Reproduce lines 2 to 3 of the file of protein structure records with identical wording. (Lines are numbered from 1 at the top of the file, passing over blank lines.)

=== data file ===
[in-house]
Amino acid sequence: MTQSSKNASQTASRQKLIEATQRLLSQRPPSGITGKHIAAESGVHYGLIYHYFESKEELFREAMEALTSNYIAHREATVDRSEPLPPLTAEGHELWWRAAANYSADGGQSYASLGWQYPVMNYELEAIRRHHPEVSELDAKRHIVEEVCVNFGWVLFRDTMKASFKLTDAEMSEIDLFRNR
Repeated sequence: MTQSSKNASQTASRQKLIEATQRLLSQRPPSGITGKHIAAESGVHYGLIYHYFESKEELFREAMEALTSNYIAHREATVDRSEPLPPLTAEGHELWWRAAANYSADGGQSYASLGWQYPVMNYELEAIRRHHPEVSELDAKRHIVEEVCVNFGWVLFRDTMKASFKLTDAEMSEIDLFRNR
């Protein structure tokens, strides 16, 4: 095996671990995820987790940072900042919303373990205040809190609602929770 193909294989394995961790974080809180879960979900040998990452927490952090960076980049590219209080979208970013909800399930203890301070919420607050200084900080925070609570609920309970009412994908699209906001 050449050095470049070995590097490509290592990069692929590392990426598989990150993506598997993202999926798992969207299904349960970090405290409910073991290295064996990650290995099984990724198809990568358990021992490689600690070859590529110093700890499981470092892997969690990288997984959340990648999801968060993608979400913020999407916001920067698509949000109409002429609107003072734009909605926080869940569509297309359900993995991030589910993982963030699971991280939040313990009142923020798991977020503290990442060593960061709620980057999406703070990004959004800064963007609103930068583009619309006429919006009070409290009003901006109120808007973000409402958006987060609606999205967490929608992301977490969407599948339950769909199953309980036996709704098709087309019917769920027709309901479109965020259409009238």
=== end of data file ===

Amino acid sequence: MTQSSKNASQTASRQKLIEATQRLLSQRPPSGITGKHIAAESGVHYGLIYHYFESKEELFREAMEALTSNYIAHREATVDRSEPLPPLTAEGHELWWRAAANYSADGGQSYASLGWQYPVMNYELEAIRRHHPEVSELDAKRHIVEEVCVNFGWVLFRDTMKASFKLTDAEMSEIDLFRNR
Repeated sequence: MTQSSKNASQTASRQKLIEATQRLLSQRPPSGITGKHIAAESGVHYGLIYHYFESKEELFREAMEALTSNYIAHREATVDRSEPLPPLTAEGHELWWRAAANYSADGGQSYASLGWQYPVMNYELEAIRRHHPEVSELDAKRHIVEEVCVNFGWVLFRDTMKASFKLTDAEMSEIDLFRNR